I shook my handsome head. 'I've been asleep. Tell me what you see.'

     'What I see?'

     'When you look at me.'

     'You don't want to know,' he said.

     'But I do. After that tumble from the stratosphere, I could do with a spot of praise.'

     'All right. What I see is a scrawny old wrinkly with a nose like a beak.'





     'Nose like a beak?'



     'You really want me to go on?'

     'I do indeed.'

     'Well, your ears are about twice normal size, and very pointed – and one of them flops over, did you know that?'

     'Yes. It's what I call my “character ear”. Continue!'

     'Your mouth reminds me of an open drain,' the boy said, 'your teeth are the colour of mouldy cheese, your eyes are like purple marbles, you have the raggediest beard I've ever seen, your fingernails are like blunt kitchen knives that could do with a good soak in vinegar, your hair's like grey straw, your hat's like a floppy tea-cosy, and the rest of your outfit is like something from a bad joke shop.'

     'Is that everything?' I asked.

     'I think so. Apart from your eyebrows.'

     'What about my eyebrows?'

     'They're like thick lengths of rope that have got badly unravelled.'

     'I'm very attached to my eyebrows,' I said. 'Well, strictly speaking they're very attached to me, but you get my drift.'

     'You're proud of them?' the boy said.

     'Of course. My eyebrows are two of my natural highlights.'

     'And your skin's sort of greenish,' he added.

     'I'm not surprised,' I said. 'You'd be a little green yourself if you'd been so unceremoniously lobbed out of a volcano. You know it hurts me to say it, but you've just provided as fair a description of masculine gelvish beauty as ever I heard.'

     'Gelvish?' he said.

     'Stuff to do with gelves, of which I'm one. A gelf, that is.'

     'And a gelf is...?'

     I sigh. Do hominids teach their kids nothing in school these days?

     'You've heard of elves?' I ask the boy wearily.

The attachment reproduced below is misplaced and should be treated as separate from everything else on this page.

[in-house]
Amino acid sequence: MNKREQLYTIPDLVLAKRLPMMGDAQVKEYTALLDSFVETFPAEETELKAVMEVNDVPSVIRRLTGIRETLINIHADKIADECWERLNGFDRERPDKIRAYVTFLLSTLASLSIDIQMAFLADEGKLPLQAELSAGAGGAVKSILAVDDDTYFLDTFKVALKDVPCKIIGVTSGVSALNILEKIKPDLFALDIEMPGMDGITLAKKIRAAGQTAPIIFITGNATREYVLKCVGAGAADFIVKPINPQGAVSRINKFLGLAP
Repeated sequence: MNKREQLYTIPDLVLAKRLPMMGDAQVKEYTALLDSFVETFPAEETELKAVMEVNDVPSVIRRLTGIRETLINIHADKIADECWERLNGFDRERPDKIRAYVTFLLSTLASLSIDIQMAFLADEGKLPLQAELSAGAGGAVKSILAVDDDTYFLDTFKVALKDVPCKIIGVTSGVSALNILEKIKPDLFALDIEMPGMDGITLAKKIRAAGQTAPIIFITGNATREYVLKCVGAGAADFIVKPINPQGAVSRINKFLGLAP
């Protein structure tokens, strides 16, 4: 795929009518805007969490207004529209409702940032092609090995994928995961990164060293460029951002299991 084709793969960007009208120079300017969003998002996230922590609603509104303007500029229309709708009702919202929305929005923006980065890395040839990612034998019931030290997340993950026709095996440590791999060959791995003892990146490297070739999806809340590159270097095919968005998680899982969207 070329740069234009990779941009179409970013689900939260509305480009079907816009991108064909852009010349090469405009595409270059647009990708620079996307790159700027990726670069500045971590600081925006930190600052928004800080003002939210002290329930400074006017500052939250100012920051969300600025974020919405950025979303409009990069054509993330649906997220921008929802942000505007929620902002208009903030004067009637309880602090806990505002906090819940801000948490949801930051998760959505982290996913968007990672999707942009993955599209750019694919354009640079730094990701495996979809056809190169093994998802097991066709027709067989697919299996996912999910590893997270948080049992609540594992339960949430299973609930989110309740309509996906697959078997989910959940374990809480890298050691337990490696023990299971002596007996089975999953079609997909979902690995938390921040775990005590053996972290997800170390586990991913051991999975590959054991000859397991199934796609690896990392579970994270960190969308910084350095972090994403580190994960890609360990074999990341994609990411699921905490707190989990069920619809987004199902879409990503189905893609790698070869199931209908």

'And goblins?'


     'Well, there's no such thing.'

     'I know that. They're made up.'

     'Correct. Elves and goblins do not exist. They are – and always have been – non-existent. Gelves, on the other hand, have been around since way before your mob swung down from the trees and discovered trainers and fried chicken in boxes. Some time after that, some no-account hominid met a group of us and decided that we were not attractive – the nerve, coming from him! – and called us “goblins”, because it's an ugly word. Then another useless hominid saw some of us leaping through the woods (it was a leap year) and was so amused that he dubbed us “elves”. Then a third waste-of-space hominid starts making up stories about goblins and elves, and before you know it, they have their own mythologies. Now are there any further questions, or can I go now?'

     'Did you know that bees can fly backwards?' the boy said.


     'And that a teaspoon can hold a hundred and twenty teardrops?'


     'And that it's illegal to be drunk in charge of a cow.'

     'Why are you telling me these things?' I ask.

     'I can't help it. I have all these facts in my head and they jump out of my mouth whether I want them to or not.'

     'Well, close your teeth. Imprison them. Say no more. There's enough garbage around here without junk like that. Now listen. I have egg yolk on my nose, spaghetti over my left ear, Swedish meat balls down my tights, and I'm not even hungry, so I'm going to find that creek. But before I do... it's been bothering me... why is there a patch over one of your lenses?'

     'I have a lazy eye,' said the kid.

     'Well, that'll teach it,' I said. 'Now good day to you. I wish I could say it's been a pleasure to meet you, but gelves do not lie.'

     I tipped my hat, and, dusting myself down and dashing odd bits of second-hand food from my person, I left him to his rubbish.